When it comes to health and longevity turmeric is one of those products I always use in addition to many others that will undoubtedly write about in depth. I started using it as a blood thinner and learned that for heart health it’s a winner. It has purported anti-cancer abilities (killer #2) and health benefits for bones and skin. I use it as a spice. Strangely, I tried it on oatmeal with a pat of butter and a bit of salt. Mmmm. I sprinkle it on salads and I take a supplement. You will have to decide whether to take a turmeric or a curcumin supplement. Which ever I take I am sure that I’m doing myself good. Basically, this is one of my go-to supplements that I am never without.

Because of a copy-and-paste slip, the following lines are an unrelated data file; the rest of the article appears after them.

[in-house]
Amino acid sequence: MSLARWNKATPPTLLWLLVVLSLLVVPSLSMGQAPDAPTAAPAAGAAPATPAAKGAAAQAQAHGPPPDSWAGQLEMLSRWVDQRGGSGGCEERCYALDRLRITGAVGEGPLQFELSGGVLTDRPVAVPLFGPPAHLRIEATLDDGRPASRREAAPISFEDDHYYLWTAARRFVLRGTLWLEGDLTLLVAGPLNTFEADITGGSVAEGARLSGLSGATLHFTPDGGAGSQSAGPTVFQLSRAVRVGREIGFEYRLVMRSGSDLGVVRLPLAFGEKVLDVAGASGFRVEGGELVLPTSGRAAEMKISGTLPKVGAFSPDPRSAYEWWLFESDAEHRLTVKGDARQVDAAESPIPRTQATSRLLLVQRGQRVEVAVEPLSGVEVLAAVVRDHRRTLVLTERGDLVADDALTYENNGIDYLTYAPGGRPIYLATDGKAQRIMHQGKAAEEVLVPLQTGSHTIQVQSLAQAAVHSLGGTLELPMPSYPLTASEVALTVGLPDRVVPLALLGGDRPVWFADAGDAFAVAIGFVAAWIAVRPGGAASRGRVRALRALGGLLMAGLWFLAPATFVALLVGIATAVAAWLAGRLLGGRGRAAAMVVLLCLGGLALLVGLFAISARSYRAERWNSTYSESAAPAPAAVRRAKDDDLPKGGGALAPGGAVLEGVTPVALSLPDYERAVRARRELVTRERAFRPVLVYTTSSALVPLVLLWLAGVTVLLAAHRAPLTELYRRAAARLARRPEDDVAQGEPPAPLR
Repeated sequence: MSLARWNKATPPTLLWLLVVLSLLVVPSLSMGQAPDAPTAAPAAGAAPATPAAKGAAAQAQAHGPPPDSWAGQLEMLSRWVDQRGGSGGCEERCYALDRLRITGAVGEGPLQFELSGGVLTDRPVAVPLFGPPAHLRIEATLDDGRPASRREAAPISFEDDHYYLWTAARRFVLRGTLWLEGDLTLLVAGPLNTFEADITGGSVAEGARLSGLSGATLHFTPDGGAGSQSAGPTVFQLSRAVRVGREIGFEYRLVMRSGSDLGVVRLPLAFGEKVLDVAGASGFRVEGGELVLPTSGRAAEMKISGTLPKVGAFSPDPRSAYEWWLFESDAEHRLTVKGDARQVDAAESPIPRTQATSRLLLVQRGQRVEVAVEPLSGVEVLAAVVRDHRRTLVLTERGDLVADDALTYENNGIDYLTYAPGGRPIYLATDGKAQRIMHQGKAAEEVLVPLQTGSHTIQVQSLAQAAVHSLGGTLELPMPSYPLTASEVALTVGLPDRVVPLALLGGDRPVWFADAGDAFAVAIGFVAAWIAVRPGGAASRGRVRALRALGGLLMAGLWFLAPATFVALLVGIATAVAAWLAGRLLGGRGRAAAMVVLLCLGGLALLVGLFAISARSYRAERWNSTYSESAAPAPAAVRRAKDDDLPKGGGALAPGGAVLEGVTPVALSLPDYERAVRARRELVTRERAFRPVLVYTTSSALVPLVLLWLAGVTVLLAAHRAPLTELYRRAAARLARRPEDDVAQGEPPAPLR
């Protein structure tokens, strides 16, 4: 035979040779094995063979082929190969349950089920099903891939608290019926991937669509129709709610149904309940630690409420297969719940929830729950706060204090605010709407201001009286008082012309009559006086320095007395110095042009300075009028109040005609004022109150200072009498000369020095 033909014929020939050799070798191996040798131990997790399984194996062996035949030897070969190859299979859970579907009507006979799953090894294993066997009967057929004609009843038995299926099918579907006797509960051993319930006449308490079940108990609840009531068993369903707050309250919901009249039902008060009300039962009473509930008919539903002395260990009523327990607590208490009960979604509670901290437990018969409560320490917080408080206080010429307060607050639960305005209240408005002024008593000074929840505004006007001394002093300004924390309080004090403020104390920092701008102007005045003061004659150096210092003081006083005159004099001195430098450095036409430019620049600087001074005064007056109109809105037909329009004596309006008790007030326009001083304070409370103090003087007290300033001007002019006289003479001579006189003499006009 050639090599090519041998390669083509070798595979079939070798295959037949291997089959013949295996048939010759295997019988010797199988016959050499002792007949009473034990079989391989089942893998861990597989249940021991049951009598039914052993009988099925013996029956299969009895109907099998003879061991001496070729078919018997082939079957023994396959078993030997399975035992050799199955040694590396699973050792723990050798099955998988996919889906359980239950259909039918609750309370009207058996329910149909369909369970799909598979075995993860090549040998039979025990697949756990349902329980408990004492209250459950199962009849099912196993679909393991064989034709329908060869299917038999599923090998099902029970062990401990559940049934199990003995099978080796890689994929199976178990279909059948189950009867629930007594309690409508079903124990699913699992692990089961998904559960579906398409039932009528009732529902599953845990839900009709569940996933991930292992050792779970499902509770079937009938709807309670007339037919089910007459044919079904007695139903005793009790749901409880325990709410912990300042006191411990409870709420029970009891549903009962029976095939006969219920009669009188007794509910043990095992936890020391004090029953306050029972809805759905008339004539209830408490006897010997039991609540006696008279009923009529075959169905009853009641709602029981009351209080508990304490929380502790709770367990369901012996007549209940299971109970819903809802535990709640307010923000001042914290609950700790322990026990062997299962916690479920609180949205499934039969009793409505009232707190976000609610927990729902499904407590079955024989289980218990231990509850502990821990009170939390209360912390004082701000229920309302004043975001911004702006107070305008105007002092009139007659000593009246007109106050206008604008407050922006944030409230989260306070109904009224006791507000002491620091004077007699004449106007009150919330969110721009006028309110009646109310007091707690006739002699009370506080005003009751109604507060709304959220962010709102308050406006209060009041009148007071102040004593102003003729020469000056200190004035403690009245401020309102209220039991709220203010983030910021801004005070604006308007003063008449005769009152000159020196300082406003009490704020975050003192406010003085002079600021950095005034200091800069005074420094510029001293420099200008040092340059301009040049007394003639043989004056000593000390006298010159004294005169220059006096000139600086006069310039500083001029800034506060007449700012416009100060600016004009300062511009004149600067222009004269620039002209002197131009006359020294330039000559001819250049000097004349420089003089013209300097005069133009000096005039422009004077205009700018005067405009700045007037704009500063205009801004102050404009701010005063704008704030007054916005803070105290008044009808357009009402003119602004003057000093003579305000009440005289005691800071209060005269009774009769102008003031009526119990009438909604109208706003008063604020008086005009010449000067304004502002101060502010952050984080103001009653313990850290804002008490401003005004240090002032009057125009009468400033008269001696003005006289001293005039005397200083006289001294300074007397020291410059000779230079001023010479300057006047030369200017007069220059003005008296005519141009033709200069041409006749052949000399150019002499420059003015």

As always, live longer,

Ted

  1. Email from Sarah Fiorillo,Take Care Consumer Specialist, New Chapter, Inc.
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Posted by Ted Coombs

Ted Coombs
Ted Coombs is a medical anthropologist, futurist and author who is passionate about health through knowledge.